I just finished reading Bob Lutz’s fascinating book on his years at General Motors from early 2000 to 2012. Its titled Car Guys vs. Bean counters; The battle for the Soul of American Business. His basic premise is that GM cars had lost their magic by 2000, they were ugly and their design had been hijacked by the “Bean counters” who had demoted design to a small and insignificant role.
Instead of good design, the metrics for whether a car was successful were business and manufacturing ideals like; production efficiency, manufacturing completion days, and other MBA boardroom goals. Bob’s view was that these metrics were useless because GM’s cars were ugly and dull and no one wanted to buy them. His solution was to return GM’s design department to an autonomous and important role so that the buyers could get excited about their design and look. Bob understood that people needed to fall in love with their cars before they would buy them. I believe the same is true for our homes and just like the car business, large builders are more focused on production efficiency rather than beauty.
Too many builders have demoted design to a second-tier low-status position that is often over-ruled by production manager who are seeking to control costs. Builders pay rock-bottom prices for the cheapest set of plans they can find, and then are fooled into believing that because their houses sell, it means they are well-designed.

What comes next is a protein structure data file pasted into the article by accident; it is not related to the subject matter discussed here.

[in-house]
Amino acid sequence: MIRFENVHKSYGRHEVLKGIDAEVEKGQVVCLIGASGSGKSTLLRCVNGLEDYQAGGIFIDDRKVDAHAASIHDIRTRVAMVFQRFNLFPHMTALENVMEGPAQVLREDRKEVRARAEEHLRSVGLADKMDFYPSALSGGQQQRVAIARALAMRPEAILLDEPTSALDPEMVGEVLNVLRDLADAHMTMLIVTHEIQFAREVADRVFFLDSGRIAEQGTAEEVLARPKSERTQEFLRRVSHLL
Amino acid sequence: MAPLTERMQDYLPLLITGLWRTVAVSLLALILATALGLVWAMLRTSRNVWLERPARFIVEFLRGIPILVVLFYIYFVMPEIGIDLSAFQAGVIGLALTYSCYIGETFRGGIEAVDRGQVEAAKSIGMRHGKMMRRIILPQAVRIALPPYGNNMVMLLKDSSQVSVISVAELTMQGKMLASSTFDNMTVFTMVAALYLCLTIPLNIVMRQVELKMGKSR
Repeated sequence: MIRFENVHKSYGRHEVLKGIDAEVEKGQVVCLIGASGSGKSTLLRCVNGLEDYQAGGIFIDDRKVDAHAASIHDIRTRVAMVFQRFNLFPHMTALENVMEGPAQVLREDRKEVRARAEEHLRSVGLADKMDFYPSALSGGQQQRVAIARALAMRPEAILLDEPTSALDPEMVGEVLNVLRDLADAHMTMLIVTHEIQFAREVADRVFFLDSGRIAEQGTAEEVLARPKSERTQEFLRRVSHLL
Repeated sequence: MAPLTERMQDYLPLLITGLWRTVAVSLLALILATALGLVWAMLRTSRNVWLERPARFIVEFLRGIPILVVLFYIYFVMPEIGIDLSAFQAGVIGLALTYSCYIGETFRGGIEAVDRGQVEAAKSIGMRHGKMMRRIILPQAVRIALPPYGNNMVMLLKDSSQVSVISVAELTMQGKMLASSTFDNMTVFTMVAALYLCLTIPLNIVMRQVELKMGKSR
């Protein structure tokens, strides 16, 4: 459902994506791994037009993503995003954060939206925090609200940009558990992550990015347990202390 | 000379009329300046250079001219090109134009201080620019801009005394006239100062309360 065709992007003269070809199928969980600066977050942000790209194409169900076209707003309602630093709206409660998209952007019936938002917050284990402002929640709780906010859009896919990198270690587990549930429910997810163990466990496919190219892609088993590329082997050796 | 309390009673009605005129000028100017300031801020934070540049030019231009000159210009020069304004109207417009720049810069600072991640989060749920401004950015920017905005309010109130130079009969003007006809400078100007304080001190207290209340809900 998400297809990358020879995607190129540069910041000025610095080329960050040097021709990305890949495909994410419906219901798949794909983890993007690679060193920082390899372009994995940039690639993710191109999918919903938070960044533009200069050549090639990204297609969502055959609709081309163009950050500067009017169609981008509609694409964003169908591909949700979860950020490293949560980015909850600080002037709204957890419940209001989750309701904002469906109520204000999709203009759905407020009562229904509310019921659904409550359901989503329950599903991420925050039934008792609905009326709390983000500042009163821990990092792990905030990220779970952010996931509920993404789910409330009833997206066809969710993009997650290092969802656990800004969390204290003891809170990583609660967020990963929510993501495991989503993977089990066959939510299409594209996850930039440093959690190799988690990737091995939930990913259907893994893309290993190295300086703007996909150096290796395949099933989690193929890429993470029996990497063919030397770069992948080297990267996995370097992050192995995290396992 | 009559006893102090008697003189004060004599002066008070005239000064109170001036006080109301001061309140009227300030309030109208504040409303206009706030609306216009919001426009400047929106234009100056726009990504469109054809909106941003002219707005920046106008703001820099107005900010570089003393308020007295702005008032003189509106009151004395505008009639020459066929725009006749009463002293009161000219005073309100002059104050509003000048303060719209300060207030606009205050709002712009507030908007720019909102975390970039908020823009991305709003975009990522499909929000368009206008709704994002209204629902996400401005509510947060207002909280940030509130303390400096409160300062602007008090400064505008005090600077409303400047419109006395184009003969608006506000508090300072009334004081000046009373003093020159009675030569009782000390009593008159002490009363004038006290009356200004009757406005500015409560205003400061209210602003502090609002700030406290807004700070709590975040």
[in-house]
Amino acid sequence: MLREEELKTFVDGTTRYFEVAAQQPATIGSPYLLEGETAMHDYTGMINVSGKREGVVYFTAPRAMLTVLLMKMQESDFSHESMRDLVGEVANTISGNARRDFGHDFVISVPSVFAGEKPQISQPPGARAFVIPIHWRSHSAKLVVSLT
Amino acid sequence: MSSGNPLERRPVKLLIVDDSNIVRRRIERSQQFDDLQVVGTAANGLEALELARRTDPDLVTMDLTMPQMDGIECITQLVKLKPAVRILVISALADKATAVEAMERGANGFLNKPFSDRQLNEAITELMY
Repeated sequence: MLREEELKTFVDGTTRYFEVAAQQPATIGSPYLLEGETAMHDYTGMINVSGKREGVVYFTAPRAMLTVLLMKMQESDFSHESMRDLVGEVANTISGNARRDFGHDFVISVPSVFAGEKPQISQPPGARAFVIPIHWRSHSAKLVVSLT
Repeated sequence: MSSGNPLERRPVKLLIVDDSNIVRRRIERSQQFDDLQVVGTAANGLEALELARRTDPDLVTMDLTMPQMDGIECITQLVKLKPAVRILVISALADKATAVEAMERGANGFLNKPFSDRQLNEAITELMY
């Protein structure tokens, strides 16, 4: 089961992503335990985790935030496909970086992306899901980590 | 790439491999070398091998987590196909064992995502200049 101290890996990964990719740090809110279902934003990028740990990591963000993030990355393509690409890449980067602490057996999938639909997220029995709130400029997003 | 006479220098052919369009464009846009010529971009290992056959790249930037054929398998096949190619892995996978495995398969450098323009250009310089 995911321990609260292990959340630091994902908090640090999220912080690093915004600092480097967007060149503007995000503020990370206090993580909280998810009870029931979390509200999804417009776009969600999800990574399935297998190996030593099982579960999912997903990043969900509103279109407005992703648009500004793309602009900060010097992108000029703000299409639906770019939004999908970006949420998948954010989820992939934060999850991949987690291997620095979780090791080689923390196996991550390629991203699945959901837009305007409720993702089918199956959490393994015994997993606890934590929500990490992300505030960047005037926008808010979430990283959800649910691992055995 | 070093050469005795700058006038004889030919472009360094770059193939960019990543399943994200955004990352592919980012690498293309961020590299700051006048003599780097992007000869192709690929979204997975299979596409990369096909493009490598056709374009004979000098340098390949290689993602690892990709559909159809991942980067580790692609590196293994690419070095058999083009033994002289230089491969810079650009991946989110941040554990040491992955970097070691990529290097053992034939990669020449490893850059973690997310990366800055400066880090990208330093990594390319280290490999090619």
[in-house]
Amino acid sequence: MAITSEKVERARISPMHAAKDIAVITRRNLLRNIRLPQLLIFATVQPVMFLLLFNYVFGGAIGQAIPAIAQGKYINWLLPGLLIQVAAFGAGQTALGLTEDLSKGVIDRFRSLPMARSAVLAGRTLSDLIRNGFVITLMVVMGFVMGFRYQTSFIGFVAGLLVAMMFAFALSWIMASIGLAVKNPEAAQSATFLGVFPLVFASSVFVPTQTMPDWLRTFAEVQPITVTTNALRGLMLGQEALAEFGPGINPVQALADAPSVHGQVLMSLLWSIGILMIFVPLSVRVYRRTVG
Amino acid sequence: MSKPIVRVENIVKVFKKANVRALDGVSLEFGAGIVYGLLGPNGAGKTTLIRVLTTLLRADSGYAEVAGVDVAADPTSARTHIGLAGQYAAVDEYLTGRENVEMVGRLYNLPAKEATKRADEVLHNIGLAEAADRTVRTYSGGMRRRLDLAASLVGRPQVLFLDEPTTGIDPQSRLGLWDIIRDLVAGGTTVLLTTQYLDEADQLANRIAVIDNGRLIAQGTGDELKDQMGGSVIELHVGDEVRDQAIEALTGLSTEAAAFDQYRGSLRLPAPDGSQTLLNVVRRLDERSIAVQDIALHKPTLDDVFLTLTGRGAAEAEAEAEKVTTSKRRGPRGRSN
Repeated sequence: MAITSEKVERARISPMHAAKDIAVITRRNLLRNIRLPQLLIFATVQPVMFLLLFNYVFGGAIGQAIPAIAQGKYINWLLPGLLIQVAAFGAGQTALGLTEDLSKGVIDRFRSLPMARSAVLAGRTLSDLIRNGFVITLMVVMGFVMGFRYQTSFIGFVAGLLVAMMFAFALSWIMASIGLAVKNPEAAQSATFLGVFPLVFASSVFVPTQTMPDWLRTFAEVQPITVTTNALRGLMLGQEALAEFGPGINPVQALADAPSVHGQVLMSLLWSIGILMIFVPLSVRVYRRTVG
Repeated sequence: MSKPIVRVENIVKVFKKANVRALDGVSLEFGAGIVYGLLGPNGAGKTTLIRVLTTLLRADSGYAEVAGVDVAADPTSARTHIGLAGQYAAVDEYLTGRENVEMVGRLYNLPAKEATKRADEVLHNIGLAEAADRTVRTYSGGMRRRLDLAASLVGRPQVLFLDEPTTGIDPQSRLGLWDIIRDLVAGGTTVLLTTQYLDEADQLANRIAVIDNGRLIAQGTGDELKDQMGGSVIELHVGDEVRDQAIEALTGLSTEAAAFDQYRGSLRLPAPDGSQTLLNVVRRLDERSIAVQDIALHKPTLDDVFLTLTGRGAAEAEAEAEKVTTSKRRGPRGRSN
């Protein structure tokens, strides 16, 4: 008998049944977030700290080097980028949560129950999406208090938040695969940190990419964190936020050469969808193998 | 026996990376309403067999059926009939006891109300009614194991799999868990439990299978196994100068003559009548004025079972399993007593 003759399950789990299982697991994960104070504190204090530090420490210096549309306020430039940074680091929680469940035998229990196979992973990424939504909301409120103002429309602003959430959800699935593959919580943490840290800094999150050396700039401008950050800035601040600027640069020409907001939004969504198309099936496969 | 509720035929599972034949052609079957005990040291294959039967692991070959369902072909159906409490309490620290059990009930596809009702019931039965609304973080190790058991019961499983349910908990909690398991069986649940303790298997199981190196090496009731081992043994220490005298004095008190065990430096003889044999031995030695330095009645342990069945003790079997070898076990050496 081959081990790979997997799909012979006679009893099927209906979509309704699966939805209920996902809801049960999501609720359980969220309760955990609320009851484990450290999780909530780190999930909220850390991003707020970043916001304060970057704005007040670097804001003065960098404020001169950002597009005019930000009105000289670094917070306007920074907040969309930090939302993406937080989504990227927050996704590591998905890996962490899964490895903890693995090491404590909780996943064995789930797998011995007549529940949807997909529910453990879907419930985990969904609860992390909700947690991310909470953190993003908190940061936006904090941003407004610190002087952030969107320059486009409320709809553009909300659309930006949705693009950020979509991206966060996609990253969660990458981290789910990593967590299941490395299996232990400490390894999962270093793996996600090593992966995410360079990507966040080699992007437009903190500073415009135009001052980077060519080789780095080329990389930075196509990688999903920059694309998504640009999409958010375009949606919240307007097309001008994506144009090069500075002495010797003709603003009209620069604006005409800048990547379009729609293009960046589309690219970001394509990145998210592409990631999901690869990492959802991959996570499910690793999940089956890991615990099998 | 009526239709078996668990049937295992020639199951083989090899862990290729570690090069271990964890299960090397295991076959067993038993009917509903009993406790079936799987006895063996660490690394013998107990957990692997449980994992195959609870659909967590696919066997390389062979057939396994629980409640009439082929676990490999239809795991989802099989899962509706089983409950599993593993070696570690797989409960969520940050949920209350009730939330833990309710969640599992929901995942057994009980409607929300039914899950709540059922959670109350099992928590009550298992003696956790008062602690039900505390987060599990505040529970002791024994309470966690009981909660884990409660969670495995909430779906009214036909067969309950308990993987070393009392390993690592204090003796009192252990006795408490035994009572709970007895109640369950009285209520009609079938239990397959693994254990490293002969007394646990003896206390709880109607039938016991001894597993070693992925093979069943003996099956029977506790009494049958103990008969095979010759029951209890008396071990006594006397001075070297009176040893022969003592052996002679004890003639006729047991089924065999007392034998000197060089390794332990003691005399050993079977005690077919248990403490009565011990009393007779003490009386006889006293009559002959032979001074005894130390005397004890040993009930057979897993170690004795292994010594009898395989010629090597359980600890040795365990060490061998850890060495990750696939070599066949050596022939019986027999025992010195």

In Bob Lutz’s book the Pontiac Aztek (voted one of the worst designs ever) is the poster child for all that was bad at GM in early 2000. The Aztek was widely touted as a failure, critic’s comments included; “looks like 6-week old cottage cheese.” or “atrocious proportions wrapped in plastic body cladding”. If the Aztek is one of the worst cars of all time, I would invite those critics over to see some of the houses being built today.
If the car industry has the Aztek, the home building industry has the “Snout-Nose” home. So named because of the large 2-car garage jutting out from the house towards the street like a pig’s snout. The garage on pre-1940 homes was tucked behind the house similar to an historic carriage house. By the 1950’s and 60’s builders discovered that by moving the garage to the front of the street they could cut the concrete costs down by over 50%. A significant savings true, the problem is it makes the street like a wide back alley.
It’s hard to dress up the garage (even with the grass and sidewalks) and make it look inviting and beautiful. Windows, porches are much more inviting than a blank wall.
This one has windows and porches but it still doesn’t make for a very inviting home. The more I look at this home the more it looks as if the house has a swollen right eye.
Consider as an alternative Seaside Florida. This New Urban community built in the 1980’s where the focus of the car was purposefully de-emphasized and the community is designed around walking and bike riding. It is a much friendlier and hospitable from the street and it encourages walking and talking with neighbors. Having spent numerous family vacations here, I have seen these ideas work.
The success of seaside is not questioned. In fact, its influence, since it was built, is seen across the country in a new type of community called a TND or Traditional Neighborhood Development. TND’s requires garages at the back or out of sight, porches close to the street and even sidewalks.
I would argue that Seaside has also encouraged cottage living. A dressed down, anti-McMansion simplicity. This casual, barefoot living is popular and behind some of the small house ideas that are gaining traction today.
The point is that when beauty and design are made a priority, we all win. We are inspired, and uplifted by beauty. As Bob Lutz was able to turn around the designs at GM, so a focus on design will improve our lives as well. We are attracted to wonderful places and find joy living in them. Beauty and design are worthy of pursuits.